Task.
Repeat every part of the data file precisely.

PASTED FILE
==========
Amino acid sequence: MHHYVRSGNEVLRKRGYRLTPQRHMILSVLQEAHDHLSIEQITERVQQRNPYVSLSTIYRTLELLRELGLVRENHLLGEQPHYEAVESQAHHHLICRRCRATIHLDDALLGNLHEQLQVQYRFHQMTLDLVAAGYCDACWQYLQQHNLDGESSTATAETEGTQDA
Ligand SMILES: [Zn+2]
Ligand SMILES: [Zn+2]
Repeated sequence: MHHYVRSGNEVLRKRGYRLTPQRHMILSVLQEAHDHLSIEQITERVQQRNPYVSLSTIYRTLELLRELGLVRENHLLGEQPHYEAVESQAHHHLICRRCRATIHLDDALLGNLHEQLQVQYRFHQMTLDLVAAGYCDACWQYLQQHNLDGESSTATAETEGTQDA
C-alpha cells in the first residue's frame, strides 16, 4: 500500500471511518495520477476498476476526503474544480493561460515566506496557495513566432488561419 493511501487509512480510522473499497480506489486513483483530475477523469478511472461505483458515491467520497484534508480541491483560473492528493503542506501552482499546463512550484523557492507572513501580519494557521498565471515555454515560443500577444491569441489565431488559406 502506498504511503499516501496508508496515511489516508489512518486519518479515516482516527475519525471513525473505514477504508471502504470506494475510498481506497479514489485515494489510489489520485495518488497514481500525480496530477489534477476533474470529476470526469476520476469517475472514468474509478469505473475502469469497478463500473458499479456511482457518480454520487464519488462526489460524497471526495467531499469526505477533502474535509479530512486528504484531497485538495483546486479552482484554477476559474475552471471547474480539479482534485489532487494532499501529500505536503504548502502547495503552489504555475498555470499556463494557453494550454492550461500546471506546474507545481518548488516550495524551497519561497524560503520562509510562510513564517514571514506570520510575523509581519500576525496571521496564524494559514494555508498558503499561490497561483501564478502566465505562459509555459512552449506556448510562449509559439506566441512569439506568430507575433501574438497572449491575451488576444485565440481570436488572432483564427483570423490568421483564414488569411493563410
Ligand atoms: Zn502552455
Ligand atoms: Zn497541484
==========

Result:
Amino acid sequence: MHHYVRSGNEVLRKRGYRLTPQRHMILSVLQEAHDHLSIEQITERVQQRNPYVSLSTIYRTLELLRELGLVRENHLLGEQPHYEAVESQAHHHLICRRCRATIHLDDALLGNLHEQLQVQYRFHQMTLDLVAAGYCDACWQYLQQHNLDGESSTATAETEGTQDA
Ligand SMILES: [Zn+2]
Ligand SMILES: [Zn+2]
Repeated sequence: MHHYVRSGNEVLRKRGYRLTPQRHMILSVLQEAHDHLSIEQITERVQQRNPYVSLSTIYRTLELLRELGLVRENHLLGEQPHYEAVESQAHHHLICRRCRATIHLDDALLGNLHEQLQVQYRFHQMTLDLVAAGYCDACWQYLQQHNLDGESSTATAETEGTQDA
C-alpha cells in the first residue's frame, strides 16, 4: 500500500471511518495520477476498476476526503474544480493561460515566506496557495513566432488561419 493511501487509512480510522473499497480506489486513483483530475477523469478511472461505483458515491467520497484534508480541491483560473492528493503542506501552482499546463512550484523557492507572513501580519494557521498565471515555454515560443500577444491569441489565431488559406 502506498504511503499516501496508508496515511489516508489512518486519518479515516482516527475519525471513525473505514477504508471502504470506494475510498481506497479514489485515494489510489489520485495518488497514481500525480496530477489534477476533474470529476470526469476520476469517475472514468474509478469505473475502469469497478463500473458499479456511482457518480454520487464519488462526489460524497471526495467531499469526505477533502474535509479530512486528504484531497485538495483546486479552482484554477476559474475552471471547474480539479482534485489532487494532499501529500505536503504548502502547495503552489504555475498555470499556463494557453494550454492550461500546471506546474507545481518548488516550495524551497519561497524560503520562509510562510513564517514571514506570520510575523509581519500576525496571521496564524494559514494555508498558503499561490497561483501564478502566465505562459509555459512552449506556448510562449509559439506566441512569439506568430507575433501574438497572449491575451488576444485565440481570436488572432483564427483570423490568421483564414488569411493563410
Ligand atoms: Zn502552455
Ligand atoms: Zn497541484